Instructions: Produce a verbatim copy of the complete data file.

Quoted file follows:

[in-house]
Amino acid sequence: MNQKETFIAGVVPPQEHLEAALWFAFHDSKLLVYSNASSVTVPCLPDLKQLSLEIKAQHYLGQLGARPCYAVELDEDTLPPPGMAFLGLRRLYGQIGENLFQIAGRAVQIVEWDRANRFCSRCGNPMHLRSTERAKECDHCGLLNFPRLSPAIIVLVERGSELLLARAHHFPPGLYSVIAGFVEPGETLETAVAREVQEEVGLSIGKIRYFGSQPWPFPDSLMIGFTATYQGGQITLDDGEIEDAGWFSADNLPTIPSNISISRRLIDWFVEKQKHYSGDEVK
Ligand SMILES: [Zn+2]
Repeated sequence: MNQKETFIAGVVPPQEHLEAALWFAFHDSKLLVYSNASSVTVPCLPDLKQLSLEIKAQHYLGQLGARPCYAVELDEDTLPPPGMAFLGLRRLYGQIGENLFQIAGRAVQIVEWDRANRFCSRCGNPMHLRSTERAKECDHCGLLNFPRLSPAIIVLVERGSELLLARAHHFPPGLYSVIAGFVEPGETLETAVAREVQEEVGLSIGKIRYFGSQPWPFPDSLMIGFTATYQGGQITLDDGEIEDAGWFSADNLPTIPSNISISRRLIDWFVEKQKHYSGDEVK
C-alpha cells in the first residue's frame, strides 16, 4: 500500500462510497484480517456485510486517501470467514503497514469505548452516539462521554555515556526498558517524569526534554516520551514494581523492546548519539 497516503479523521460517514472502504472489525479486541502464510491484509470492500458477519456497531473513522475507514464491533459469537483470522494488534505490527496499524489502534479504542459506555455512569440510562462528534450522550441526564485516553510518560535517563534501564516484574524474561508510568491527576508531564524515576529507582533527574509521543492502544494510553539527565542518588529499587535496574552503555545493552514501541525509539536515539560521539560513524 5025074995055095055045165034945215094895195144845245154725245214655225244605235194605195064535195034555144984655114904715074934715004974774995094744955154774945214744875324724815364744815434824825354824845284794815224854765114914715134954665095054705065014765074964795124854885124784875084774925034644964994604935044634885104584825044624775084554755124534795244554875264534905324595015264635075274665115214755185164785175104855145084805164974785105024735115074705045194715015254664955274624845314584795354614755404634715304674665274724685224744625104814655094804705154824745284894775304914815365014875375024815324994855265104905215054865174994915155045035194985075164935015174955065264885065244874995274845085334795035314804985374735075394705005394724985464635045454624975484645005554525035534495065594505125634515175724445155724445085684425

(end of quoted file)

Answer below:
[in-house]
Amino acid sequence: MNQKETFIAGVVPPQEHLEAALWFAFHDSKLLVYSNASSVTVPCLPDLKQLSLEIKAQHYLGQLGARPCYAVELDEDTLPPPGMAFLGLRRLYGQIGENLFQIAGRAVQIVEWDRANRFCSRCGNPMHLRSTERAKECDHCGLLNFPRLSPAIIVLVERGSELLLARAHHFPPGLYSVIAGFVEPGETLETAVAREVQEEVGLSIGKIRYFGSQPWPFPDSLMIGFTATYQGGQITLDDGEIEDAGWFSADNLPTIPSNISISRRLIDWFVEKQKHYSGDEVK
Ligand SMILES: [Zn+2]
Repeated sequence: MNQKETFIAGVVPPQEHLEAALWFAFHDSKLLVYSNASSVTVPCLPDLKQLSLEIKAQHYLGQLGARPCYAVELDEDTLPPPGMAFLGLRRLYGQIGENLFQIAGRAVQIVEWDRANRFCSRCGNPMHLRSTERAKECDHCGLLNFPRLSPAIIVLVERGSELLLARAHHFPPGLYSVIAGFVEPGETLETAVAREVQEEVGLSIGKIRYFGSQPWPFPDSLMIGFTATYQGGQITLDDGEIEDAGWFSADNLPTIPSNISISRRLIDWFVEKQKHYSGDEVK
C-alpha cells in the first residue's frame, strides 16, 4: 500500500462510497484480517456485510486517501470467514503497514469505548452516539462521554555515556526498558517524569526534554516520551514494581523492546548519539 497516503479523521460517514472502504472489525479486541502464510491484509470492500458477519456497531473513522475507514464491533459469537483470522494488534505490527496499524489502534479504542459506555455512569440510562462528534450522550441526564485516553510518560535517563534501564516484574524474561508510568491527576508531564524515576529507582533527574509521543492502544494510553539527565542518588529499587535496574552503555545493552514501541525509539536515539560521539560513524 5025074995055095055045165034945215094895195144845245154725245214655225244605235194605195064535195034555144984655114904715074934715004974774995094744955154774945214744875324724815364744815434824825354824845284794815224854765114914715134954665095054705065014765074964795124854885124784875084774925034644964994604935044634885104584825044624775084554755124534795244554875264534905324595015264635075274665115214755185164785175104855145084805164974785105024735115074705045194715015254664955274624845314584795354614755404634715304674665274724685224744625104814655094804705154824745284894775304914815365014875375024815324994855265104905215054865174994915155045035194985075164935015174955065264885065244874995274845085334795035314804985374735075394705005394724985464635045454624975484645005554525035534495065594505125634515175724445155724445085684425